Six pm. Bored daft. What to do?
Well, you have to get in the car and drive 25 miles to do something you have never done before. In this case it was to hear the singing Spotted Crakes reported on the Ouse Washes at Welches Dam.
Most times I have visited this site it has been wet 'n' windy. I have never appreciated how amazing it is on a still Spring evening. I arrived just after 7pm and was surprised to find myself the only person there. It stayed this way until I left at 9:30pm.
I'm sorry to say that there are no photographs today, just too dark. I ensconsed myself in Kingfisher Hide and scanned the Washes. Two Kingfishers zipped back & forward along the river while a Great Spotted Woodpecker tried to give a telegraph pole a set of windows and a door! There were a few waders about including a Little Ringed Plover, several Avocet and a Spotted Redshank. There were also loads of Grey Herons & Little Egrets. A "dumpy" Egret made me look twice and this turned out to be the elusive Cattle Egret. Not great views...but good enough. Two large, distant, white birds coming into a roost made me think of Great White Egret but they were flying with their necks out stretched...Spoonbills, another first for 2014. Another year tick followed shortly after as I caught sight of a Bittern flying over the wetlands. It landed almost immediately and proceeded to "Boom" every few minutes. I could still hear it when I got back to the car.
The pool in front of Kingfisher Hide filled up with duck as the light dropped. However, it was still light enough to pick out 4 Garganey (3 drakes) amongst the Shoveler, Wigeon & Teal. I decided to stretch my legs and headed out the hide. While I stood outside the door a Tawny Owl gave itself away by giving (I suppose) its version of a yawn. Had some nice views before it melted away into the trees.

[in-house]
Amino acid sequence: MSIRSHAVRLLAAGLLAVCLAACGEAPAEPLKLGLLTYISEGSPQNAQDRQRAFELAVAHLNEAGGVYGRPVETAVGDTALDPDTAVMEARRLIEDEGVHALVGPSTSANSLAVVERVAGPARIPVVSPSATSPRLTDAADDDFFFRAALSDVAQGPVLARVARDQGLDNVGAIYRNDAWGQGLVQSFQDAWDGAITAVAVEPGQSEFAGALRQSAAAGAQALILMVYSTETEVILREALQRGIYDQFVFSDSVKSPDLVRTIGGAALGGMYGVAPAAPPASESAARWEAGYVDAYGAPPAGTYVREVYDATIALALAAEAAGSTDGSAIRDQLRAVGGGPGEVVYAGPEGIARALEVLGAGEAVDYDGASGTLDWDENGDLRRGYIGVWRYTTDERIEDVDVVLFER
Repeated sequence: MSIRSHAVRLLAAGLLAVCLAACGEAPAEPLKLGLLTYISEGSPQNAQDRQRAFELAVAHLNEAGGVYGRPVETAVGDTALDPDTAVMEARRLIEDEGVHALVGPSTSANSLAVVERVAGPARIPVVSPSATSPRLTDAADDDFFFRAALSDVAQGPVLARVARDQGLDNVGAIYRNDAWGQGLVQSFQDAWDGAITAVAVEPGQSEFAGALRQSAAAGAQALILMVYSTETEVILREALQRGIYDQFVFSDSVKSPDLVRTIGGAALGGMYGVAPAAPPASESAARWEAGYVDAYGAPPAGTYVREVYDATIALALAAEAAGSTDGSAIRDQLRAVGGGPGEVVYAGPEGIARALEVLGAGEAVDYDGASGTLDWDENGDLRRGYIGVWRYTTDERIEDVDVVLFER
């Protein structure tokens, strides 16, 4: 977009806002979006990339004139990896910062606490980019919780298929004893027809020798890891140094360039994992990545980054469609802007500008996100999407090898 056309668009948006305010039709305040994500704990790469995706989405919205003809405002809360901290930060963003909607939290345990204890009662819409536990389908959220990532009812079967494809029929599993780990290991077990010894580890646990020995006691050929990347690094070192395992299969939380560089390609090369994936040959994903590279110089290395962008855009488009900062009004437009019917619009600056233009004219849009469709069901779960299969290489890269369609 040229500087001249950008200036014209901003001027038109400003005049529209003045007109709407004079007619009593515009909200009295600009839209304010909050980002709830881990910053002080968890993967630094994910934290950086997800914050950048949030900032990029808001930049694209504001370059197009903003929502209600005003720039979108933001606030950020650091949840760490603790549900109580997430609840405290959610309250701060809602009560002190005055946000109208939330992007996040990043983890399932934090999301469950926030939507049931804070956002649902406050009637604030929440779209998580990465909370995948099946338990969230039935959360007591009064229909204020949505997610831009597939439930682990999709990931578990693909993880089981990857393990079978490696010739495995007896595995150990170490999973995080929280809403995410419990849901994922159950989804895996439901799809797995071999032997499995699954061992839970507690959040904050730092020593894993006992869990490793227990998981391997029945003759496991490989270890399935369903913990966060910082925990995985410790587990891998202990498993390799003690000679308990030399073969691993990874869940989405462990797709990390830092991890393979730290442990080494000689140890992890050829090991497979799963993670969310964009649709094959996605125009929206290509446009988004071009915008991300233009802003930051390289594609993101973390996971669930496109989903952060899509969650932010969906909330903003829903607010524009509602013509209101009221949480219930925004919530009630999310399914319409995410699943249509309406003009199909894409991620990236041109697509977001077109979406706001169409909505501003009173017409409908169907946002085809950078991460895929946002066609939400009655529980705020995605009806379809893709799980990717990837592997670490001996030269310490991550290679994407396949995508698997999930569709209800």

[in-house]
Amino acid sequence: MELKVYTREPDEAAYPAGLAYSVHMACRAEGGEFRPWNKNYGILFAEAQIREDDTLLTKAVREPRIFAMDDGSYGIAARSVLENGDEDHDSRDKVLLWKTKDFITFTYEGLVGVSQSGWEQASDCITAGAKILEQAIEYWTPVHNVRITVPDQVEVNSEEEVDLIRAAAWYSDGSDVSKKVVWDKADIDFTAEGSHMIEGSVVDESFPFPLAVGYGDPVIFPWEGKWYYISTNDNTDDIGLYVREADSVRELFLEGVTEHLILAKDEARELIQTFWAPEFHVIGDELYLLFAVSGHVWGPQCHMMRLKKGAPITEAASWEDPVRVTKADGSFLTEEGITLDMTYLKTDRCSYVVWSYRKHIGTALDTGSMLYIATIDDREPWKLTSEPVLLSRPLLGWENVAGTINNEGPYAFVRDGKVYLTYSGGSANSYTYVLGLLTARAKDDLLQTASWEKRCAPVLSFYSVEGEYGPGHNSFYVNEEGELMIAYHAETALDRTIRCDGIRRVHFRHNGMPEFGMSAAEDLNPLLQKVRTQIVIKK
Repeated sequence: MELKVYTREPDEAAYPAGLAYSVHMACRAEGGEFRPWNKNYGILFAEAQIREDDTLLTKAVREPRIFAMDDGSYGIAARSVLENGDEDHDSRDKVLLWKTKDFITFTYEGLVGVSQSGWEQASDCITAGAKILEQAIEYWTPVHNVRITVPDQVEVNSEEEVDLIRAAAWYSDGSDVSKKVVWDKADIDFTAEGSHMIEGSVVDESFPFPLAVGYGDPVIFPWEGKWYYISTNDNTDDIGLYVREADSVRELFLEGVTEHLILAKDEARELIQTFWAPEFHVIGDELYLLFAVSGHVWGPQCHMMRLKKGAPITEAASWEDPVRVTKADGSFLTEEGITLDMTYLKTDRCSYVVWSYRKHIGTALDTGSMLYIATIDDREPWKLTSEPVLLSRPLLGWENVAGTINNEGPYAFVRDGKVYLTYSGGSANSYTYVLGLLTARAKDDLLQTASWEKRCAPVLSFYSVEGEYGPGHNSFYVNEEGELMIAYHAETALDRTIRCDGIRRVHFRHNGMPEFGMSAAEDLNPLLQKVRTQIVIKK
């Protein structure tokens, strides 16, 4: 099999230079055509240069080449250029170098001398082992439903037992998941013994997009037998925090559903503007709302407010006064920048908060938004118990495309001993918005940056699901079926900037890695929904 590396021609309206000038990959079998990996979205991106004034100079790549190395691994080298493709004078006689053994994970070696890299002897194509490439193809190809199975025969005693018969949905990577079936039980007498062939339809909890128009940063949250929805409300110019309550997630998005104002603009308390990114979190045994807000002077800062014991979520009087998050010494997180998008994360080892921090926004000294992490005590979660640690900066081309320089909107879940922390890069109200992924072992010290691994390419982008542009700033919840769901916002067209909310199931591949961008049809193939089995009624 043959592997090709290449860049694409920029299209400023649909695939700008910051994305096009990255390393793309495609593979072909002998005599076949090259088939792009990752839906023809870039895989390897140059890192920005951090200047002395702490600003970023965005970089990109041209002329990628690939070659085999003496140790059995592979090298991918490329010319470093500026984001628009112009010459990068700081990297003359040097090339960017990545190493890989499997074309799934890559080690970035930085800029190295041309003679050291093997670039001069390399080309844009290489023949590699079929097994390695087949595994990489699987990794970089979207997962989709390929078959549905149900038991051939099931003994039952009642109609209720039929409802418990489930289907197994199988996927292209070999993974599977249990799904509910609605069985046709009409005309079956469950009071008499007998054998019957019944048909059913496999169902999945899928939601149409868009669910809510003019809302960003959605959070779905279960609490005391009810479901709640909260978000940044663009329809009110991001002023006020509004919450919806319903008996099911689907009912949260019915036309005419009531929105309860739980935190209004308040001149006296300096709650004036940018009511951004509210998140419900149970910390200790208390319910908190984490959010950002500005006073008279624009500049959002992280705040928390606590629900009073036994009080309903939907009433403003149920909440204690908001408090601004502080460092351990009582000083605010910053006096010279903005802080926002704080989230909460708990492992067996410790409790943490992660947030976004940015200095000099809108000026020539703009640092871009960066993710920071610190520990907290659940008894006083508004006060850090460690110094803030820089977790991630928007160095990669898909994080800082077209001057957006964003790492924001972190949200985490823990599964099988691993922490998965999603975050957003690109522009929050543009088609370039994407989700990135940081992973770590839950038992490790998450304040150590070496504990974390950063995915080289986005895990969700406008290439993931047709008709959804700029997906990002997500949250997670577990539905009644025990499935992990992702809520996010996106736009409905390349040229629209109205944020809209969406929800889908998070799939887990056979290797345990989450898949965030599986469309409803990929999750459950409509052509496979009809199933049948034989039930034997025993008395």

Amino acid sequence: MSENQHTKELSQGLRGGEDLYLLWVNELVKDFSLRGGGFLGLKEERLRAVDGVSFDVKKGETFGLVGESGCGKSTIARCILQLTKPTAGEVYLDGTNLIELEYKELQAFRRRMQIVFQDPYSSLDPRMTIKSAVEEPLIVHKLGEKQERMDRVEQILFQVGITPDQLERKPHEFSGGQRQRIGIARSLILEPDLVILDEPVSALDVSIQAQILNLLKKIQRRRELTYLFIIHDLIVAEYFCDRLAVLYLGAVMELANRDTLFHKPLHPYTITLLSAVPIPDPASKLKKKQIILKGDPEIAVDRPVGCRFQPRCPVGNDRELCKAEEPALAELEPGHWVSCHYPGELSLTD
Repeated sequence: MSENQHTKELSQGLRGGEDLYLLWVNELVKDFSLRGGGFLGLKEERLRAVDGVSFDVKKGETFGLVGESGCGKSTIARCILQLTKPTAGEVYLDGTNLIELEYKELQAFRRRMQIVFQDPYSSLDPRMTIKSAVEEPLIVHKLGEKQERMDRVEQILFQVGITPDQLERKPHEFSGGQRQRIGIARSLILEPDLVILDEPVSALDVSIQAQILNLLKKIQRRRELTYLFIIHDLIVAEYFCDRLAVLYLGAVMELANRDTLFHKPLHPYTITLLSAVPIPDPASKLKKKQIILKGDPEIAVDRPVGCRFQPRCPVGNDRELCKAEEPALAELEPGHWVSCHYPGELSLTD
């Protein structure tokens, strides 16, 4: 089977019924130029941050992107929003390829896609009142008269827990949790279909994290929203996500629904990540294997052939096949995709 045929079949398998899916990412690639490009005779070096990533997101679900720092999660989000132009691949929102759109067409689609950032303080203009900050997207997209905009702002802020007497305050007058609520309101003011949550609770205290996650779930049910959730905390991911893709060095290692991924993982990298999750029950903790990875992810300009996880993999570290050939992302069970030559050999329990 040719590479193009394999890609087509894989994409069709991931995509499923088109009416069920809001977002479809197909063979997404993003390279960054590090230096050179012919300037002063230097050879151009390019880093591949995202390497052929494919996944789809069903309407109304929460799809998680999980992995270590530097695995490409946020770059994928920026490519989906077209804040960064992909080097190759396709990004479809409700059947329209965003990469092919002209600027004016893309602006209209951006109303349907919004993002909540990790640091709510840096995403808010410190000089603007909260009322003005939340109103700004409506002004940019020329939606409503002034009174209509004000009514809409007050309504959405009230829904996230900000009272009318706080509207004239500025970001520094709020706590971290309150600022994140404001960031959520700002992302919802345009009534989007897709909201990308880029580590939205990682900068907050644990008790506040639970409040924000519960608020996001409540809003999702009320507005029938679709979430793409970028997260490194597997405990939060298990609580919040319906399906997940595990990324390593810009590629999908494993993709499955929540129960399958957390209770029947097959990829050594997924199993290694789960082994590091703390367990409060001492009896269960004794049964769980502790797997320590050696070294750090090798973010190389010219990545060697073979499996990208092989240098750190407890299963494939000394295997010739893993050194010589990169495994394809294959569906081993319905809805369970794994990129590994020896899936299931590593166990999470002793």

As the light dimmed, the sounds also changed. Singing thrushes, warblers & finches turned into calling Herons, drumming Snipe and screaming Lapwings. Always the Bittern.
A mammalian surprise came quietly along the track in front of and below the hide. A Vixen, followed a few seconds later by a cub less than half her size. I was well chuffed to be so close.
As the noise of the local bird life diminished to just the odd quack, caw & boom I heard what I had been waiting for. Impossible to see, of course, but the sound was unmistakeable. The "whip crack" of a singing Spotted Crake! I was very impressed. Even more so when a second bird joined in. I listened to them for about 15 minutes and headed back to the car. A magical evening over.